At its regular monthly meeting with journalists, Slovenia’s state-owned power company, GEN energija detailed preparations it was making ahead of a referendum planned later this year on construction of the new JEK2 NPP.

Slovenia plans to build a new nuclear plant (Krško-II) adjacent to the existing NPP, a 696 MWe pressurised water reactor operated by Slovenian nuclear utility Nuklearna Elektrarna Krško (NEK) and co-owned by neighbouring Croatia. The plant generates about a third of the Slovenia’s electricity. Krško-II, the JEK2 project, would have up to 2400 MWe capacity. The project will be subject of a referendum later this year. GEN energija CEO Dejan Paravan said in 2023 that three technology providers were being considered – US Westinghouse, France’s EDF and Korea Hydro & Nuclear Power.

GEN energija presented research showing that ​​the location of the existing Krsko NPP and the planned JEK2 is safe from the point of view of seismic activity and said it will also publish further studies related to various aspects of the JEK2 project before a final decision is taken. The company also noted the success of the travelling interactive presentation of the JEK2 project, which is visiting places throughout Slovenia in June and July.

GEN energija said that to assess the seismic risk in the area of ​​the existing Krsko NPP and the planned location of JEK2, two types of analysis had been used based on internationally established methodology – the probabilistic seismic hazard analysis PSHA) and the probabilistic fault displacement hazard analysis (PFDHA).

A PSHA was ordered by NEK in 1994 and 2004. From 2008 to 2011, a project of geotechnical, geological and seismological research was carried out for a new NPP in the Krška basin. At the conclusion of this project, one of the four partners (France’s IRSN – Institut de Radioprotection et de Sûreté Nucléaire) expressed concerns about a possible active fault and suggested performing a PFDHA.

The other project partners – French Geological Survey (BRGM – Bureau de Recherches Géologiques et Minières), Slovenia’s National Building & Civil Engineering Institute (ZAG – Zavod za gradbeništvo Slovenije) and the Geological Survey of Slovenia (GeoZS – Geološki zavod Slovenije) – did not express similar concerns. However, GEN energija commissioned the PFDHA and an international independent review. The research showed, and the review confirmed, that the probability of fault movements was insignificant.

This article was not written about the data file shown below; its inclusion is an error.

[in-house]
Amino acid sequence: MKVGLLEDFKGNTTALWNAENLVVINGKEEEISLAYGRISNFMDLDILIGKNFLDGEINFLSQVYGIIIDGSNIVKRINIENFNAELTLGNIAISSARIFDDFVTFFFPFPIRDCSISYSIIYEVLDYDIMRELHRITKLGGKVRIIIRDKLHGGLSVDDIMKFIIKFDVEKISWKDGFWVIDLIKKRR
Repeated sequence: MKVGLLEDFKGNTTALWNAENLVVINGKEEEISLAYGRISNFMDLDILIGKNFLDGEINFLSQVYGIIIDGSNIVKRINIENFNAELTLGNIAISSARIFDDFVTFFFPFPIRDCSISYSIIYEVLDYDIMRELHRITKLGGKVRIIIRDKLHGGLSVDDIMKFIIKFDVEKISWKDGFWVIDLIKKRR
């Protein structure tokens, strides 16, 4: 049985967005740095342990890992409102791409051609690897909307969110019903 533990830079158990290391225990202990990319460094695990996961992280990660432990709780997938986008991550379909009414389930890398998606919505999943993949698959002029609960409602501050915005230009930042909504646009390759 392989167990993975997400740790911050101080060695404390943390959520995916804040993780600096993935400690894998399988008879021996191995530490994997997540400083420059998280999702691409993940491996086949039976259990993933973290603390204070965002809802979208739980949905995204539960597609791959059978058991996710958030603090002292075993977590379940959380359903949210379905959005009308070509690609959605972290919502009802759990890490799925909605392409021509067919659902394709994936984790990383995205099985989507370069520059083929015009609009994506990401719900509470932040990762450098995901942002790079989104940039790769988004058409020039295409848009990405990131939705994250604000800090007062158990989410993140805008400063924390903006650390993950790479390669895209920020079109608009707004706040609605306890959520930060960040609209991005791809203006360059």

This was followed by another PFDHA in 2013, which concluded that for both the eastern and western locations in Krško, there were extremely small, negligible risks of exceeding surface displacements for engineering needs. Both the authors of the study and the independent international reviewers agreed that the danger was negligible and did not pose a risk to the existing or to the new nuclear power plant.

Currently, a large-scale PSHA project is underway, which began in 2015. The current final third phase of the project is undergoing an independent international review, which will be completed later this year.

GEN energija said that, at the request of the Ministry of the Environment, Space & Energy, a series of documents related to various studies and reviews will be published on the JEK2 website by October to enable citizens to make an informed decision in the referendum. These will include:

  • Study of the connection of JEK2 to the Slovenian electricity system;
  • Initiative for the preparation of the National Spatial Plan for JEK2;
  • International review of the input data of the economic analysis of the JEK2 project;
  • Study of earthquake safety;
  • Study of flood safety and study of wider direct and indirect economic impacts of the JEK2 project;
  • Presentation of financial and security risks in importing nuclear fuel;
  • Information on the planned handling of waste from JEK2 and related costs.